Humble beginnings. Discouraging self-talk. A revival of simplicity. Today exemplifies a combination of the three.
For an idea to take root, it must be planted. The sparks of my recent seeds of thought have created an unsuspecting wave of activity, and I see the inspiration of my example and provoking lessons growing in a garden around me.
The humble harvest of my own garden cannot and should not be compared to others. Yet, I find myself viewing my work as rather simple lacking the buttoned-up professional edge. This critique is generated by a lack of self-confidence and a fear that I’m not who I say I am or believe myself to be. Years of life and work experience do not equate to years of structured education, nor should it. The MFA degrees and Ph.D.’s earned by hardworking and committed individuals are undeniably deserved and respected.
I find myself questioning whether my self-respect and confidence requires a title to prove the authenticity of my venture. Educational goals hang in front of me teasing like a motivational carrot, as I suffer from the pit deep in my soul that screams “Imposter.”
At the height of my negative self-talk, a book comes into my day. It’s always words that soothe and revive me. This amazing book, The Leadership Gap, What Gets Between You and Your Greatness, written by Lolly Daskal, position my discouragement where it can be defeated.
Although she teaches that confidence is built from skill and debunks a few myths that claim confidence is created solely by a sheer belief in yourself, she provides a roadmap for discovery. She states, “Overcoming the imposter gap begins by breaking the chain of self-doubt and understanding how the imposter syndrome suffocates and shackles us…Change requires rethinking what we know–the old, outmoded thoughts, patterns, and beliefs that we’ve carried for so long in our minds—and adopting new, more positive thoughts, patterns and beliefs.”
Furthermore, turning the topic of comparing ourselves to others on its tail, she writes, “There will always be people who are in front of you and behind you who are doing better than you. Everyone’s success story is different, and yours will always be uniquely yours.”
She goes on to say, “When you compare yourself to others and are being critical about yourself, this is never constructive.” And finally, the quote I add to my long list of motivational sayings, “When you compare yourself to others, it is a battle you will never win. The greatness you seek is in understanding you will never be anyone else, and no one else will ever be you.”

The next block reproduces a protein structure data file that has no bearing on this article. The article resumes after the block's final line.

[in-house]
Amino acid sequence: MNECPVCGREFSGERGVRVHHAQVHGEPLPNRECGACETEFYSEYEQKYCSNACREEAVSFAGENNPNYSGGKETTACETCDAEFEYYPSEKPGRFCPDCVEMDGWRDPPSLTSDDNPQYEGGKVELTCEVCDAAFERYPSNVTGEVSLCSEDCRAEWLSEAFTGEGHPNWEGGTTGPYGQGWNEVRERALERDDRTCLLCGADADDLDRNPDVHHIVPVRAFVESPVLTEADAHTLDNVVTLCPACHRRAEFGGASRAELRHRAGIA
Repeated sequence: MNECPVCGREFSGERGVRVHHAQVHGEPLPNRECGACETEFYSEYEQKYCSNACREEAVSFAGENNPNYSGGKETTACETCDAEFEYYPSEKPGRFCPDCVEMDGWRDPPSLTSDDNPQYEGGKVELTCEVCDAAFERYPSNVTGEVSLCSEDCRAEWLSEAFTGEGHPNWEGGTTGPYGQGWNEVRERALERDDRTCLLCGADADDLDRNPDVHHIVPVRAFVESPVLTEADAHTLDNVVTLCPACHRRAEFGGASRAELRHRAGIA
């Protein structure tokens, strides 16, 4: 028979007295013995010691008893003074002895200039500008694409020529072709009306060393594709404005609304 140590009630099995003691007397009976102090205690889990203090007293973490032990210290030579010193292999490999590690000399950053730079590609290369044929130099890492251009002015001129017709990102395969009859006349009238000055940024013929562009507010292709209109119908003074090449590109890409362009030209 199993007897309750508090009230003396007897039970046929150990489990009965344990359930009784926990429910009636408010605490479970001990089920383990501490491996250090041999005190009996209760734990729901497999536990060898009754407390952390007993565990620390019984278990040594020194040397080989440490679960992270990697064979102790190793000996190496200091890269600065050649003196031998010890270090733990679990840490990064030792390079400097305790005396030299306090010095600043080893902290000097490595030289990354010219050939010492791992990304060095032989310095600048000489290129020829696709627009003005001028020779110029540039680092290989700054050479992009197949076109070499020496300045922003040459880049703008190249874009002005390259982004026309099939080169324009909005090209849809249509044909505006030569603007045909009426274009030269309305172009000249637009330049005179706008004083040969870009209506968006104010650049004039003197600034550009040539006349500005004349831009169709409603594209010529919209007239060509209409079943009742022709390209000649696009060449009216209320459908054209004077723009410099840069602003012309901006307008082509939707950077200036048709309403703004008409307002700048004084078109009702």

So now, I create a new mantra for myself and others who struggle with similar feelings of inadequacy. “Embrace the qualities that make you who you are, and give yourself some credit for your personal accomplishments.”
Once the weight of discouragement was lifted, I was able to appreciate the simplistic nature of my creative work.
I recalled the Pooh story, from one of my loved books, The Tao of Pooh, written by Benjamin Hoff, where Pooh was recounting Rabbit’s characteristic of cleverness.
“Rabbit’s clever”, said Pooh thoughtfully.
“Yes,” said Piglet, “Rabbit’s clever.”
“And he has a brain.”
“Yes,” said Piglet, “Rabbit has Brain.”
There was a long silence.
“I suppose”, said Pooh, “that’s why he never understands anything.”
The author gets to the heart of the matter, by summarizing, “When you discard arrogance, complexity, and a few other things that get in the way, sooner or later you will discover that simple, childlike, and mysterious secret…Life is fun.”
In part, I believe I’m attempting to capture what he said in the humble beginnings of writingfromthekitchen.com, “And the nicest thing about that simplicity is its useful wisdom.”
Yet, I still find myself “lost in thought”, at times. So the following story helps bring me home.
After Rabbit asks for a suggestion on which way to go when trying to find their way back home, Pooh answers simply, with a random idea.
“How would it be, “said Pooh slowly,” if as soon as we’re out of sight of this pit, we try to find it again.?”
“What’s the good of that?” said Rabbit.
“Well,” said Pooh, “we keep looking for home and not finding it, so I thought if we looked for the Pit, we’d be sure not to find it, which would be a Good Thing, because then we might find something we weren’t looking for, which might be just what we were looking for really.”
And that explains my revival today. I found what I was looking for, by simply not looking for it.
The Heart of the Matter – Write From the Kitchen
– Erika K Rothwell